Mel was waiting for us when we arrived at the Belgrade Airport where we rented a Dodge Durango for the weekend. That evening, we hosted a dinner for Ryan, Mel, and their roommate at a local restaurant. Although Stasha and I had some problem because of an open grate in the floor, I was able to guide her around it. to avoid possible injury. After dinner, we spent the night in a “dog-friendly” motel and ate breakfast at a neighboring restaurant.

The next morning the five of us, along with Stasha, and Ryan’s dog, Sydney, headed for Yellowstone. We entered the park through the Roosevelt Arch – a memorial to President Theodore Roosevelt who helped establish the nation’s first national park.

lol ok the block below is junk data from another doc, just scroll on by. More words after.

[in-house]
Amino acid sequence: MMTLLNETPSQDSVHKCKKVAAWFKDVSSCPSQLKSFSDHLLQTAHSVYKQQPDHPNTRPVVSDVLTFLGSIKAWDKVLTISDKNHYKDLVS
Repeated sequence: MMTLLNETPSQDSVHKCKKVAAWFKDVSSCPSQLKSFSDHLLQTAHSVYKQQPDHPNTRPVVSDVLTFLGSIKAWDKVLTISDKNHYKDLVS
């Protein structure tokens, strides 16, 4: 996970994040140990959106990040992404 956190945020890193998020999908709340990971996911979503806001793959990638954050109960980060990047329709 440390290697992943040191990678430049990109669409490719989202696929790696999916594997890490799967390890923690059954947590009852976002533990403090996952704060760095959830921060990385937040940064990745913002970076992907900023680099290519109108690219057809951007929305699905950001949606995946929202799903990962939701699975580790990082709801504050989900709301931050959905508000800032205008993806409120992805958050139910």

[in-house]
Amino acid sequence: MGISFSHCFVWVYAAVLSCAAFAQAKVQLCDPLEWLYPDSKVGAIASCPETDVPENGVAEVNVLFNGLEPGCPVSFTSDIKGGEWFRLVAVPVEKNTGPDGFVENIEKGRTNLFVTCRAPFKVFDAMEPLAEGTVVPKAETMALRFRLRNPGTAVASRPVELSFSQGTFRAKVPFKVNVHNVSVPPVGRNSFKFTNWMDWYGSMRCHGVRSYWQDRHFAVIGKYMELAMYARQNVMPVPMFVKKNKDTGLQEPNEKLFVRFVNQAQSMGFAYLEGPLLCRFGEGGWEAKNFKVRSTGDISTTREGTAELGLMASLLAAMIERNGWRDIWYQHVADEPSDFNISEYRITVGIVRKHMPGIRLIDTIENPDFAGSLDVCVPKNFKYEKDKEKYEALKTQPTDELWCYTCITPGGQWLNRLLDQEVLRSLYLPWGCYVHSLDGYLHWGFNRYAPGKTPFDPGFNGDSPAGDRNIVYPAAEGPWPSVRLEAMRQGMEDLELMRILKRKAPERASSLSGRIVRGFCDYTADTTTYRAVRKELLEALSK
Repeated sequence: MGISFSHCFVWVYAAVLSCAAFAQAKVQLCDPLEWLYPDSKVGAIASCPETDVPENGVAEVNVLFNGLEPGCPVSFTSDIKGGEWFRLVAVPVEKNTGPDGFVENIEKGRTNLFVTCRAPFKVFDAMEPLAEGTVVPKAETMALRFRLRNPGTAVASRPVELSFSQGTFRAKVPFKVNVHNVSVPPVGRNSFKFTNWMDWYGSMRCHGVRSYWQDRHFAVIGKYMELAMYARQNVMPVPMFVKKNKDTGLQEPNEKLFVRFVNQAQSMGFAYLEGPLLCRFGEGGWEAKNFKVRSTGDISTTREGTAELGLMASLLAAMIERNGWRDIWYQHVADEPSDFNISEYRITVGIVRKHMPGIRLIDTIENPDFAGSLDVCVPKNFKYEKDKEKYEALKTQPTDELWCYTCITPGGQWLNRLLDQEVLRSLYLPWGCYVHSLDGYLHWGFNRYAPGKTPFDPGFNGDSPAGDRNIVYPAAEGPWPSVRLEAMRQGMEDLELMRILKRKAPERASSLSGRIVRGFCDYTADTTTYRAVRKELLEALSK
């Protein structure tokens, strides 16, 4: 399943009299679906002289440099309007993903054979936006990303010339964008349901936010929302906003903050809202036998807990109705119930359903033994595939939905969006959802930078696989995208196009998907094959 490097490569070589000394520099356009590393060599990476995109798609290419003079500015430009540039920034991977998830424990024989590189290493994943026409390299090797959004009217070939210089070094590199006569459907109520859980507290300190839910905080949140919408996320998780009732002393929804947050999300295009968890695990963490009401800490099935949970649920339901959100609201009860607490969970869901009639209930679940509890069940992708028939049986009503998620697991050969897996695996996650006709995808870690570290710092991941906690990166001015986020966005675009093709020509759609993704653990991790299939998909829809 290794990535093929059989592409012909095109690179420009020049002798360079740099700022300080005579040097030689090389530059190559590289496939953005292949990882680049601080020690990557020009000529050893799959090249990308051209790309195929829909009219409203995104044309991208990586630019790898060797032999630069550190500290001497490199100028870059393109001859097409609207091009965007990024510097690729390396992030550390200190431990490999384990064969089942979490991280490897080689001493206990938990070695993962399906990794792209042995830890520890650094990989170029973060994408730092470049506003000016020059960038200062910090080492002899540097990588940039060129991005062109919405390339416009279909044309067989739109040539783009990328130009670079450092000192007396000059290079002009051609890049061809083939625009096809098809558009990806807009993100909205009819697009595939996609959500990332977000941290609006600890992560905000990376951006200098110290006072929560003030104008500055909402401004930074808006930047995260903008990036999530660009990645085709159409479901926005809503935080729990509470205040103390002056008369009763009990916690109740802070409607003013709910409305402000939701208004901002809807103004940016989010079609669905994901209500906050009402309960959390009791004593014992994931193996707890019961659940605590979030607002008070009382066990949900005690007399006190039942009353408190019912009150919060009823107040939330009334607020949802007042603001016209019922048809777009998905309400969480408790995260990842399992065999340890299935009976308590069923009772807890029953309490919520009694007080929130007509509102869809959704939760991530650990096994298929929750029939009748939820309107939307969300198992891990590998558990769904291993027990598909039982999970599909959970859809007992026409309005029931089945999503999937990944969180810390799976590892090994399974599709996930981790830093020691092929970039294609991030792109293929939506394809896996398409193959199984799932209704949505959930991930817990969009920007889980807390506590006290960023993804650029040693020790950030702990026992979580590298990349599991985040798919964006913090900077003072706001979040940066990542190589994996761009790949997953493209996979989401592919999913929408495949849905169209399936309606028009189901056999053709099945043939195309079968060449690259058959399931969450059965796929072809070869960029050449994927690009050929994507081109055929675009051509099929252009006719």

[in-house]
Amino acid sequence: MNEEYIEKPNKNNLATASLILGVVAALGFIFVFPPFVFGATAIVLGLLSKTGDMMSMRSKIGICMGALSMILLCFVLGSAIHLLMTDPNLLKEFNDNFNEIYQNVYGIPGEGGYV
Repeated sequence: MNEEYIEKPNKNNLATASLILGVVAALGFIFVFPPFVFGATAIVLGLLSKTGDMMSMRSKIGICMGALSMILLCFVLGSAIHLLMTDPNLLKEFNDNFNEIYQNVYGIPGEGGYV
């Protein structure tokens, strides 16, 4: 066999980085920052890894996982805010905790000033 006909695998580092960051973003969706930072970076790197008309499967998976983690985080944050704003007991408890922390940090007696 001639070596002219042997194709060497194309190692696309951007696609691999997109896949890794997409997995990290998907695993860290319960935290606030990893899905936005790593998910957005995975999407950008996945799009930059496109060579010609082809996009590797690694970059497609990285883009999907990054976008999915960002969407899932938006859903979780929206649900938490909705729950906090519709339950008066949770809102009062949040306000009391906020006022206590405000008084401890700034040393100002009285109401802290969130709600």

Although there were a number of ways to enjoy everything that Yellowstone had to offer, we opted to drive the Grand Loop Road. Since I often need “potty stops”, I was pleased to note that there were restrooms located within easy access everywhere. Since Mel had worked for a season at the park, she had suggested that we needed to make an early start in hopes that we might be able to see some of the 60 animal species that called the park home. Since the wild animals were free to roam at will, unless they proved to be a threat, the chance of seeing one was often based on luck; however, our chances increased immensely due to our early arrival.

When we pulled into the ticket booth, where we paid our entry fees, we were given a handout – Your Pet and Yellowstone. The following said it all —Yellowstone National Park is a designated natural area where wildlife is free to roam undisturbed. Park visitors should be able to enjoy native wildlife in their natural environment without the disturbance of other people’s pet. For this reason, pets are prohibited in the backcountry and on trails and boardwalks.